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Publication Abstract

The Sources, Distribution, and Trends of Chloride in the Waters of Illinois Kelly, Walton, Samuel Panno, Keith Hackley, 2012  Illinois State Water Survey, Champaign, IL,  ISWS B-74    Full Text Available

Chloride (Cl-) is a major anion found in all natural waters. It occurs naturally and is also a relatively minor contaminant. Chloride concentrations in Illinois range from less than 0.1 milligrams per liter (mg/L) in precipitation to close to 100,000 mg/L in Paleozoic brines. Chloride is non-toxic to humans, although there is a secondary drinking water standard of 250 mg/L. It is, however, deleterious to some plants and aquatic biota, thus the Illinois Environmental Protection Agency (IEPA) has set an acute standard of 500 mg/L for surface waters in Illinois. Chloride is also a very corrosive agent, and elevated levels pose a threat to infrastructure, such as road beds, bridges, and industrial pipes.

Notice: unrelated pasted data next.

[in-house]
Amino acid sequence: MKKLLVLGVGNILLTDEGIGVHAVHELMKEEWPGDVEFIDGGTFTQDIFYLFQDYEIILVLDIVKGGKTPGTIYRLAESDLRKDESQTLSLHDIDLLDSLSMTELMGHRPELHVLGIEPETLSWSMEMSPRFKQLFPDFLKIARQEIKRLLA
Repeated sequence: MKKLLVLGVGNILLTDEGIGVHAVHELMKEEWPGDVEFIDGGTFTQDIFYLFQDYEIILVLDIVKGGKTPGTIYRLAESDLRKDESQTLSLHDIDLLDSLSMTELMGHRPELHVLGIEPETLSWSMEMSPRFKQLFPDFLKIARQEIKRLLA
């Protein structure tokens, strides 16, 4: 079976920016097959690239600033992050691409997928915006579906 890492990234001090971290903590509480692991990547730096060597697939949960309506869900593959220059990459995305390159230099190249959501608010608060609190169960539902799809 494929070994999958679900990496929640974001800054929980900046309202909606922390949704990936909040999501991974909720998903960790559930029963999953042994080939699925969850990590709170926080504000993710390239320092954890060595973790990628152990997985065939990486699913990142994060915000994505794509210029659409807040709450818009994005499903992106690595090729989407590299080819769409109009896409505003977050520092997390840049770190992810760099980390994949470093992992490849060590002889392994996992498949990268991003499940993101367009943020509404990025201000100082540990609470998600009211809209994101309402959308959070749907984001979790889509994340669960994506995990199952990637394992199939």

Some streams and aquifers in Illinois have naturally elevated Cl- concentrations due to surface or near-surface discharge of Paleozoic brines. Of greater concern to water resources in Illinois are anthropogenic sources of Cl-, including road salt runoff, sewage, water conditioning salts, and fertilizer. Chloride concentrations are elevated in most water bodies in the Chicago region, primarily due to road salt runoff. Concentrations have been increasing since approximately the 1960s, and in general, concentrations continue to increase. These elevated Cl- concentrations may pose a risk to infrastructure as well as aquatic to ecosystems.

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